Diaries of a Pandemic: the testimonies of Portuguese women about the first year of COVID-19
The new results of the Pandemic Diaries study present the testimonies of Portuguese women participating in the survey regarding the first year of the COVID-19 pandemic.
15th March 2021
Concerns about their health and that of loved ones, and the fear of becoming infected were more common among older women, who also claimed they knew more people who died due to COVID-19. Older women also showed less negative feelings of sadness, despair, depression and anxiety, and less difficulty in dealing with the current situation than younger women did.
Moreover, women with children up to 10 years of age were the ones who resorted to healthcare services more often, during the period under review, while also getting SARS-CoV-2 tests more frequently.
These are some of the new results released in the report of Diaries of a Pandemic, which presents the testimonies of the Portuguese women participating in the survey, regarding the first year of the COVID-19 pandemic.
The second phase of the research, carried out by the Institute of Public Health of the University of Porto (ISPUP) and the Institute for Systems and Computers Engineering, Technology and Science (INESC TEC), in partnership with the newspaper PÚBLICO, started on February 3, 2021.
In total, 3674 people registered to participate in the second phase, and by March 5, they had completed more than 65.000 surveys. The analysis included data from 2636 women, aged between 18 and 60 or more years, who also completed the first surveys within the scope of this phase.
Older women concerned about their health and that of loved ones
In general, more than half (54%) of women aged 60 or more reported, in February 2021, that they are always, almost always or often concerned about their health or that of their loved ones. However, 48% of participants aged between 30 and 39 years old reported having this concern as well.
The research showed that women between 50 and 59 years of age were the ones who most reported knowing someone who died due to COVID-19. These participants, along with women aged 60 or more, were the ones who most often indicated being afraid of becoming infected.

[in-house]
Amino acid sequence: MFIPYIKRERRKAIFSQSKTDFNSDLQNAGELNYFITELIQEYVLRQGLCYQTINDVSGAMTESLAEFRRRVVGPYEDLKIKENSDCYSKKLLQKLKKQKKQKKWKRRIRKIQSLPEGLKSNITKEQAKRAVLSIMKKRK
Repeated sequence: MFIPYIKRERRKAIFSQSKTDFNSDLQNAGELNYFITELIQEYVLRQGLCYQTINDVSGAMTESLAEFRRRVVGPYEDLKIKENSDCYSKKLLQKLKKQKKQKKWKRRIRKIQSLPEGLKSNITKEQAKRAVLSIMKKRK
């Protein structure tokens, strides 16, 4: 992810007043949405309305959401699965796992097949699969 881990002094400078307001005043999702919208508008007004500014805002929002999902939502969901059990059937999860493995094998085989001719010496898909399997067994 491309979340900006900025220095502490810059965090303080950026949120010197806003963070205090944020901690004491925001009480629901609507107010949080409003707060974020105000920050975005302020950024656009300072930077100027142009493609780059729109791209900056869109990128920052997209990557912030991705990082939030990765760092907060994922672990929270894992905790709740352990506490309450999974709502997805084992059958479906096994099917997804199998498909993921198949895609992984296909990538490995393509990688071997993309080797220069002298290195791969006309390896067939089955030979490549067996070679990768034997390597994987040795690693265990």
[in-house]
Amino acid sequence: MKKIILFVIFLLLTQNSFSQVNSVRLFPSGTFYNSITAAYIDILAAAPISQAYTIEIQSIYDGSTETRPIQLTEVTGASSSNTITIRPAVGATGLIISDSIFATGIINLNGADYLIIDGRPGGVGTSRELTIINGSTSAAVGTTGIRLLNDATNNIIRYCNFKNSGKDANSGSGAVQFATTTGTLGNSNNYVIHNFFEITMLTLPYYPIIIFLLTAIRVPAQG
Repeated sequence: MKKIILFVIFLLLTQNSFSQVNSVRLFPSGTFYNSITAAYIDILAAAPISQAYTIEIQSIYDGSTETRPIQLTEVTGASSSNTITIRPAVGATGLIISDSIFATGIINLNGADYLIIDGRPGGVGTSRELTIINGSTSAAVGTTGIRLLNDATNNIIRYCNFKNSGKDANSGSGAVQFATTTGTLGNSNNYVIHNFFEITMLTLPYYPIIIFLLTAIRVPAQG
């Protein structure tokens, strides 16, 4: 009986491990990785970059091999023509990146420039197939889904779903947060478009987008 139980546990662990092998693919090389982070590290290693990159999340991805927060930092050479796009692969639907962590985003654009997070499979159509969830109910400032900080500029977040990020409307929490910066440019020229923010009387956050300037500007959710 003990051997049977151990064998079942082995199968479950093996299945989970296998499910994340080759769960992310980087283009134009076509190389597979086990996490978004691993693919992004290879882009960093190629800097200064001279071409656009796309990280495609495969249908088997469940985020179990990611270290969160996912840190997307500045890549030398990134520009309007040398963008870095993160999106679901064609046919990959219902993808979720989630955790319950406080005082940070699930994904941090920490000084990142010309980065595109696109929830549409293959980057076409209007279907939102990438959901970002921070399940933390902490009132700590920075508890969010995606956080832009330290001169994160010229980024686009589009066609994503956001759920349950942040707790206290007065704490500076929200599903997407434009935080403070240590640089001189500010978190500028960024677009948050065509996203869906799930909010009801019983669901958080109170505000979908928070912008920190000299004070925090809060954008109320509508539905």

With regard to well-being, negative feelings of sadness, despair, depression and anxiety, as well as difficulties in dealing with the current situation, were more frequent among younger women, namely when compared to older participants.
The feeling of frustration associated with not being able to comply with daily routines was mainly reported by women aged between 30 and 39 years old (49%), and by those who live with children up to 10 years old.
Going to the hospital: less common among women over 60 years old, and more frequent among those who have children up to 10 years old
With regard to access to healthcare, the report indicated that older women (aged 60 or more) traveled less to hospitals for reasons related to COVID-19 (only 2% did so), compared to younger participants (between 30 and 49 years old) and those with children up to 10 years old.
Regarding the use of the SNS24 phone line, and since March 2020, more than a third of women up to 49 years old resorted to this phone line for reasons related to COVID-19, while only 17% of the participants aged 60 or more did. When comparing women with or without children, the first contacted the SNS24 phone line more frequently.
Concerning contacting family doctors remotely, women part of younger age groups, including those with children, mentioned resorting to this type of service more frequently than older women did.
Overall, face-to-face visits to healthcare facilities for reasons related to COVID-19 were clearly less frequent than remote options.
More high-risk exposure among younger women
Younger women (under 30 years old) were those who most reported having had high-risk exposure to suspected cases of SARS-CoV-2 infection, since March 2020; in addition, the participants of this group were the ones who had to quarantine at least once, following a high-risk exposure – particularly when compared to participants from other age groups.
Since the beginning of the study, women between 18 and 49 years of age, living with or without children, were the ones who performed the highest number of tests for SARS-CiV-2 detection (PCR), while the older participants (aged 60 or more) reported being tested less often.
The number of positive tests for COVID-19 among the participants in Diaries of a Pandemic was relatively continual in all age groups up to 59 years old, despite being lower among women aged 60 or more (only 3.8% had a confirmed diagnosis).
Younger women were also the ones who mentioned having a higher number of infections in their household, in contrast to participants aged 60 or more, who reported having fewer confirmed cases of infection within the family.
People should keep participating!
The second phase of the Diaries of a Pandemic began on February 3, 2021; since then, researchers have been collecting information on how the Portuguese according to a set of situations that may influence the course of the COVID-19 pandemic in Portugal.
In order to keep producing relevant scientific knowledge in this field, we need your collaboration. In this sense, we ask you to keep dedicating 5 minutes of your time and answer our survey: https://diariosdeumapandemia.inesctec.pt/.
Credits - Cover photo: Engin Akyurt/Unplash; Photo 1: pasja1000/Pixabay; Photo 2: StockSnap/Pixabay.